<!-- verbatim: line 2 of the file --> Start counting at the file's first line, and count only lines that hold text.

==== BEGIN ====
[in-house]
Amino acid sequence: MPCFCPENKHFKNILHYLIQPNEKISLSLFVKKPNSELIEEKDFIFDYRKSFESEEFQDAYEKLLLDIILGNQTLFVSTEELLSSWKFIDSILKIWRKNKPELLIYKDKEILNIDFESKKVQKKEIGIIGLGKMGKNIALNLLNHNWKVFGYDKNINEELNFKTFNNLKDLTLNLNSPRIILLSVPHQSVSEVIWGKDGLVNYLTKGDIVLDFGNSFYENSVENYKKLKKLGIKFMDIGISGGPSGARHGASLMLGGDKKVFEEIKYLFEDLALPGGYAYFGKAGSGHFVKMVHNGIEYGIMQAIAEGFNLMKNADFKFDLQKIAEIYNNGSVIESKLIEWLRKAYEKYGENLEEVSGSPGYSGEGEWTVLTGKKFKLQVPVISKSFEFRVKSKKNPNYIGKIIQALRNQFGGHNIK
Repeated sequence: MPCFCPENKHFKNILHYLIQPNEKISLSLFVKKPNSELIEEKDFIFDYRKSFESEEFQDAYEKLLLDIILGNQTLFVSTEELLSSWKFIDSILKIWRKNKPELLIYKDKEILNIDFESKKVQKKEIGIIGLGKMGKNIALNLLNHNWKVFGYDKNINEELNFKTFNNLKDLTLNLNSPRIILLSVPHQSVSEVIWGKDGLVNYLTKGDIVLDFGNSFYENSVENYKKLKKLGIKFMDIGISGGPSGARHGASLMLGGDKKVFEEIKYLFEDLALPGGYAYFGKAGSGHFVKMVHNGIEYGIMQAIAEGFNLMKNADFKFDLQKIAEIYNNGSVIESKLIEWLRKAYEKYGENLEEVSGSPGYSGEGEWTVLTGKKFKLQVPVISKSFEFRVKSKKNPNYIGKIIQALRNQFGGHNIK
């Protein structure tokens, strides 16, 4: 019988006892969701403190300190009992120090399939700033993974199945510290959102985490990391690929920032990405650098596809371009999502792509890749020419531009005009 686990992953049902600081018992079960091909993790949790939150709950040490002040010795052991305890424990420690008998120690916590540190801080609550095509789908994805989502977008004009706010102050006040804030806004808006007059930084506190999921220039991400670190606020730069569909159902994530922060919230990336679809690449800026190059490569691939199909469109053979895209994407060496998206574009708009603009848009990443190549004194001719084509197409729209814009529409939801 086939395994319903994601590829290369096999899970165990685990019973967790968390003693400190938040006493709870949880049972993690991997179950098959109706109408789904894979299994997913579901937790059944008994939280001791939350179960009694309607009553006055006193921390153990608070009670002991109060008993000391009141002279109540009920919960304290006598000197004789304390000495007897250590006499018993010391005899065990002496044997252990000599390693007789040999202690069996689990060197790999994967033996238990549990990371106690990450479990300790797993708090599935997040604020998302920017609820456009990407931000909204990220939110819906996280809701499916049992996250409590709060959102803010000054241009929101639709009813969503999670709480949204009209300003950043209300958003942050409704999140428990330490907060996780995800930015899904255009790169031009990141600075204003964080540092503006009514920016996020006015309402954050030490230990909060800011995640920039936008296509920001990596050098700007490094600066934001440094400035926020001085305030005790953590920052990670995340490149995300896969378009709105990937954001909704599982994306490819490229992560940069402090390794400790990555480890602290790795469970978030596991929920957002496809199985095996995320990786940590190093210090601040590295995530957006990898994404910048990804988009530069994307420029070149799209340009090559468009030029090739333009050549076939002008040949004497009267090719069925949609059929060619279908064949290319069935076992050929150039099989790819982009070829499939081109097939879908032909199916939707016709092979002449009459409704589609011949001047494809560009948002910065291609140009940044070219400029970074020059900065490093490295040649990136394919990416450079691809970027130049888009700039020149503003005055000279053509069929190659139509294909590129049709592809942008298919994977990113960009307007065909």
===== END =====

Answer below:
Amino acid sequence: MPCFCPENKHFKNILHYLIQPNEKISLSLFVKKPNSELIEEKDFIFDYRKSFESEEFQDAYEKLLLDIILGNQTLFVSTEELLSSWKFIDSILKIWRKNKPELLIYKDKEILNIDFESKKVQKKEIGIIGLGKMGKNIALNLLNHNWKVFGYDKNINEELNFKTFNNLKDLTLNLNSPRIILLSVPHQSVSEVIWGKDGLVNYLTKGDIVLDFGNSFYENSVENYKKLKKLGIKFMDIGISGGPSGARHGASLMLGGDKKVFEEIKYLFEDLALPGGYAYFGKAGSGHFVKMVHNGIEYGIMQAIAEGFNLMKNADFKFDLQKIAEIYNNGSVIESKLIEWLRKAYEKYGENLEEVSGSPGYSGEGEWTVLTGKKFKLQVPVISKSFEFRVKSKKNPNYIGKIIQALRNQFGGHNIK